YOUR EXCLUSIVE GUIDE TO CANTON REAL ESTATE.
Navigate the buying or selling process with current market data and key insights. Check out the latest Q3 2022 Canton Market Report.
Sales Volume YoY*
Days on Market*
*Source: Q3 2022 MLS DATA PULLED 10/1/2022
The following observations are based on third quarter MLSPIN data for Canton as of September 30, 2022.
New listings brought to market were down 32% for single-family homes and almost 49% for condos. Despite national trends, though, prices for single family homes were
on the rise. Median list price was up over 7% for single-family homes at $820,000 down for condos -6% with a median list price of $470,000.
Homes continued to sell quickly, and the average days on market was down for both property types as compared to 2021. It’s still a strong seller’s market. Experts say that a buyer’s market emerges only when months of supply reaches at least seven months. Anything below six months of supply is a seller’s market. With only about 4.5 weeks of supply, Canton is still planted firmly in the seller’s market zone. While there still may not be enough homes on the market o fully meet demand, the slightly larger available inventory has led to a slower-paced market where buyers have more options and have the ability to negotiate more favorable prices and terms in many instances.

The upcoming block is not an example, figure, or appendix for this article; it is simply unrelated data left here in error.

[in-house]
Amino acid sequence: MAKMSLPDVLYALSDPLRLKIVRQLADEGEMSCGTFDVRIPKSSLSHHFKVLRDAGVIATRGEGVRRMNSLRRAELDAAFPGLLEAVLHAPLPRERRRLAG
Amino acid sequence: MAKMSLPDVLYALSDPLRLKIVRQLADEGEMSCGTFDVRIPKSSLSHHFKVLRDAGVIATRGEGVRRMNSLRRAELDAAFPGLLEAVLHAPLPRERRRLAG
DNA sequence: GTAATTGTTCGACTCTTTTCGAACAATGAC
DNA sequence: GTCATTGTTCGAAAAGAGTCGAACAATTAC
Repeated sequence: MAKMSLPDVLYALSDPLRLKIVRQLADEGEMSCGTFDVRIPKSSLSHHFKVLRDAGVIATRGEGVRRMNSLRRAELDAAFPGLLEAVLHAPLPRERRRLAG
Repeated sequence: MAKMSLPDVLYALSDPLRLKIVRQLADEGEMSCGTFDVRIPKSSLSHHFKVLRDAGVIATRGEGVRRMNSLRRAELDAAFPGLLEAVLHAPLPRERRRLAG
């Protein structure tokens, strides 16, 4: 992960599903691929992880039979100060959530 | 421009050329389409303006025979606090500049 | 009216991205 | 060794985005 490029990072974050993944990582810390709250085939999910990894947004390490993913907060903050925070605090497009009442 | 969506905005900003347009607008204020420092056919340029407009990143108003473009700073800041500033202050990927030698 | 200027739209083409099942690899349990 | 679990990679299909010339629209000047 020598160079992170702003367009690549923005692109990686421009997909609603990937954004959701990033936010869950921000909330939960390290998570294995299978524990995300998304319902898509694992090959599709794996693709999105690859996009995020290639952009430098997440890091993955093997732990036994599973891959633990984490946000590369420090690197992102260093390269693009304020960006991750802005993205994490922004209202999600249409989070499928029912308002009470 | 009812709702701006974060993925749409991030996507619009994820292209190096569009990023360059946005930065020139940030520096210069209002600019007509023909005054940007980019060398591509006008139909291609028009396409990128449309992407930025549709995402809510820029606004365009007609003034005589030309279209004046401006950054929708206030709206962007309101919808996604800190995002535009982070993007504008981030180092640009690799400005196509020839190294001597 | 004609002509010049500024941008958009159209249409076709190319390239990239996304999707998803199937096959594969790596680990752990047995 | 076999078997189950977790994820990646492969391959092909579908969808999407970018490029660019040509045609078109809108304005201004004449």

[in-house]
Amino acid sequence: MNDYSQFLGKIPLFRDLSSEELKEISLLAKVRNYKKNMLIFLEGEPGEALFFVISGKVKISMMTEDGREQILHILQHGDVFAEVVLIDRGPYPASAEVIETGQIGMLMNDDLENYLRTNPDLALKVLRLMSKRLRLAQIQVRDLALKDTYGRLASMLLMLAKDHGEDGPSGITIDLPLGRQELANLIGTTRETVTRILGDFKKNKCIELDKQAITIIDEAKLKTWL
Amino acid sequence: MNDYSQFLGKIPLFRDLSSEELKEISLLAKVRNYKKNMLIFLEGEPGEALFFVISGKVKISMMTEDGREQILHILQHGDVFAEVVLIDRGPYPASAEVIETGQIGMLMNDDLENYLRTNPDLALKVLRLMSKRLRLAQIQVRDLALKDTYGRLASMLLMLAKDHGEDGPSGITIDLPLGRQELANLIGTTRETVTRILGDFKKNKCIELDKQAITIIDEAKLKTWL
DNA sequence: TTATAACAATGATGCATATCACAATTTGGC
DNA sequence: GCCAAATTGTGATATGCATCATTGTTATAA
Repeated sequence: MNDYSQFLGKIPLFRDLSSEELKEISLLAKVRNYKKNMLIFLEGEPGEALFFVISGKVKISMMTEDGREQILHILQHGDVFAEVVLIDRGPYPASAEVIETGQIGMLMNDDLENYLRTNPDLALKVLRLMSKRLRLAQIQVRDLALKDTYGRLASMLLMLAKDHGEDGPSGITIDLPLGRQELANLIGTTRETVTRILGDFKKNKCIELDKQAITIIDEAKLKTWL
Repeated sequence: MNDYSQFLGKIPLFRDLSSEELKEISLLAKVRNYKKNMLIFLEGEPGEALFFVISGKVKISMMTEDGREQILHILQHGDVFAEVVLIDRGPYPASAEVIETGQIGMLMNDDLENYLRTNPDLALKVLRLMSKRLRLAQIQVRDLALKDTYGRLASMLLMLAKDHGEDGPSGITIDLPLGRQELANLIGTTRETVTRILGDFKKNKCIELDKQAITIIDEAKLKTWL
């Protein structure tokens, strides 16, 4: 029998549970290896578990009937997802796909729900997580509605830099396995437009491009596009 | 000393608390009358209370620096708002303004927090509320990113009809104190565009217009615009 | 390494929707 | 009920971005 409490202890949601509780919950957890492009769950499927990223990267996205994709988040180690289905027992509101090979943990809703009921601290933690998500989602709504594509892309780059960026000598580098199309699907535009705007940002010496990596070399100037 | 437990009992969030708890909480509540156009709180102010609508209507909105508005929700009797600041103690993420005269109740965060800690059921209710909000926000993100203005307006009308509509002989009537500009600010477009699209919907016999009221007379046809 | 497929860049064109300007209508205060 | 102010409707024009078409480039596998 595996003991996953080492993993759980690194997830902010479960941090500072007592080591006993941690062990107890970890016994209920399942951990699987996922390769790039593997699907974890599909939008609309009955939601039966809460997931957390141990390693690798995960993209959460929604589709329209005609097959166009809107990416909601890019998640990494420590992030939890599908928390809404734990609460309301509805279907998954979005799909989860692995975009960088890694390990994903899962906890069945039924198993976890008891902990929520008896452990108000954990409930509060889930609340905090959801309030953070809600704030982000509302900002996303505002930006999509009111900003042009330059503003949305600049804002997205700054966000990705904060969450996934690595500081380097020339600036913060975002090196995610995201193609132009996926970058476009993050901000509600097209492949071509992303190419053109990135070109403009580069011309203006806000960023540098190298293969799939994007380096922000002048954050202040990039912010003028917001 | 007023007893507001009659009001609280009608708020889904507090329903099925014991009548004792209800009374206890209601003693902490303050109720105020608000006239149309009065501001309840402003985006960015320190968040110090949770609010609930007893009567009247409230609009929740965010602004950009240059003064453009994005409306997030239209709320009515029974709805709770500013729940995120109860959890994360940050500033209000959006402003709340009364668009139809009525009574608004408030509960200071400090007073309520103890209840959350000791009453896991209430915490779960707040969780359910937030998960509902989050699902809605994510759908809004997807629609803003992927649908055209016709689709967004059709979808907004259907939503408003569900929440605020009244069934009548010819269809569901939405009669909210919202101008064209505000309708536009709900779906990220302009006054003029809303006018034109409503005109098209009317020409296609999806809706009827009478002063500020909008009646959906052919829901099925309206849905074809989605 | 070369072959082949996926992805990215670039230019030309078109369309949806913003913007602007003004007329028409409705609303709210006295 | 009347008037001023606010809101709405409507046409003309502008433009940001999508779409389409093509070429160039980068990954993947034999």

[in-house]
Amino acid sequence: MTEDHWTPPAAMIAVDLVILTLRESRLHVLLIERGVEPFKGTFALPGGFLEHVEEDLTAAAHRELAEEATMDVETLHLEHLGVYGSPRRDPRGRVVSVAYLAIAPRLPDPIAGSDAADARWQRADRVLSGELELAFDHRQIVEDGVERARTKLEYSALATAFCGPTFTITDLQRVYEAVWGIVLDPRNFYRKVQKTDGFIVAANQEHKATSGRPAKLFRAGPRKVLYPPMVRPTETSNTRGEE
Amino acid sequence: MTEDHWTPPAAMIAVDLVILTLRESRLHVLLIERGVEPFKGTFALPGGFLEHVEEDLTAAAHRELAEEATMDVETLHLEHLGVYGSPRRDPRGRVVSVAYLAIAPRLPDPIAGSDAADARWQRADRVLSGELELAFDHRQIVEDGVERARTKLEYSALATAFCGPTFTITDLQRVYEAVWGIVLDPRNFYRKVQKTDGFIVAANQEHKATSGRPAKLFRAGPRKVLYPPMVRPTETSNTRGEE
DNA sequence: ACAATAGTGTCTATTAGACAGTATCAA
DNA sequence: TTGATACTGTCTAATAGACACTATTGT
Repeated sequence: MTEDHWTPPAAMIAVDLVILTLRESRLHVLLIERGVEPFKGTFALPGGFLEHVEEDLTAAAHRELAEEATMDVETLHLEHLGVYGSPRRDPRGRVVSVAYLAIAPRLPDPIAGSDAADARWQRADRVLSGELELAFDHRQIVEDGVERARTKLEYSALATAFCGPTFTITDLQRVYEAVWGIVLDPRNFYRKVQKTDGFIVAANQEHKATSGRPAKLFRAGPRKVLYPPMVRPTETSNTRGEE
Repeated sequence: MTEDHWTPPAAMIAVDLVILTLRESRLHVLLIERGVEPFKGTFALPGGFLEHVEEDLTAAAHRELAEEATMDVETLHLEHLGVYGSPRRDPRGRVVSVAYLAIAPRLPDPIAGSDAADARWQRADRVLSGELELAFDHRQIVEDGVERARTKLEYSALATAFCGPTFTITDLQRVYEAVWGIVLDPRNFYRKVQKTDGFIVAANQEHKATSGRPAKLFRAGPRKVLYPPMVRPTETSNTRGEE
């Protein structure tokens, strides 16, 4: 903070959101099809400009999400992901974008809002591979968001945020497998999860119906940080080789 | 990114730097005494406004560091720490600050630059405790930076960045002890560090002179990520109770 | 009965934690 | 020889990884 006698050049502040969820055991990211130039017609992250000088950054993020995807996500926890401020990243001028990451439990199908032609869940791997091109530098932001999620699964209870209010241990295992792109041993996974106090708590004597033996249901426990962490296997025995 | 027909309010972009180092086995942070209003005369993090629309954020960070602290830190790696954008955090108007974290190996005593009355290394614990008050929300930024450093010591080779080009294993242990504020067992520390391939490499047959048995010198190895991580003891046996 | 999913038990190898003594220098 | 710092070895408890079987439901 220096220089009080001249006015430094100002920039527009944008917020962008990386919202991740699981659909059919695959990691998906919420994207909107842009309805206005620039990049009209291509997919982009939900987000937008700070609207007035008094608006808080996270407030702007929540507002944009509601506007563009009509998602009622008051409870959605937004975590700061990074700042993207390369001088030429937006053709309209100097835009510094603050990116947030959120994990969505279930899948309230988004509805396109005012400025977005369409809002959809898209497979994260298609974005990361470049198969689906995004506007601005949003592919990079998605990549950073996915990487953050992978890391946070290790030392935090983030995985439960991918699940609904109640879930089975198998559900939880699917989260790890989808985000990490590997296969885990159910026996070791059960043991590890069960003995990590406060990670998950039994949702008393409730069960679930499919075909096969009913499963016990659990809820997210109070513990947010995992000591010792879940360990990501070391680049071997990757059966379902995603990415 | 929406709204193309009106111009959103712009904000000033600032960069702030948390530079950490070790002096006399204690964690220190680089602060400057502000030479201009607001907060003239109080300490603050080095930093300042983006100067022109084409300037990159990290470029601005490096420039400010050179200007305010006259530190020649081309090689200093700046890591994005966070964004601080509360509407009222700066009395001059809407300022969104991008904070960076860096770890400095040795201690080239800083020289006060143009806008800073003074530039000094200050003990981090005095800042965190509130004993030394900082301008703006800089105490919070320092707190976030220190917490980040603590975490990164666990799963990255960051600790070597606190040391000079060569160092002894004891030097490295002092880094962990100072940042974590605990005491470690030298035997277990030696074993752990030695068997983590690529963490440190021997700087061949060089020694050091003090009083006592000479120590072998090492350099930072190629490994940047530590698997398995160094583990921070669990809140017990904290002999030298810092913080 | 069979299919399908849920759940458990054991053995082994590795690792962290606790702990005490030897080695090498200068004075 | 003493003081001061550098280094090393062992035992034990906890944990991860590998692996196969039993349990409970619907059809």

The days of sellers throughout Greater Boston receiving 10+ offers are gone (for now) Although some homes still receive more than one offer, the number of multiple offers dwindled in many pockets of the market. Nevertheless, on average, sellers of single-family homes continued to sell at prices above asking price due to strong buyer demand coupled with relatively low available inventory.
If you’re planning to sell, know that sellers who are less ambitious with their asking price tend to garner offers far above those who price above comparable recent sales. As a seller, it’s also important to keep in mind that rising mortgage rates have decreased buying power significantly. The rule of thumb is that for every 1% increase in rate, the price buyers can afford to pay drops by 10%.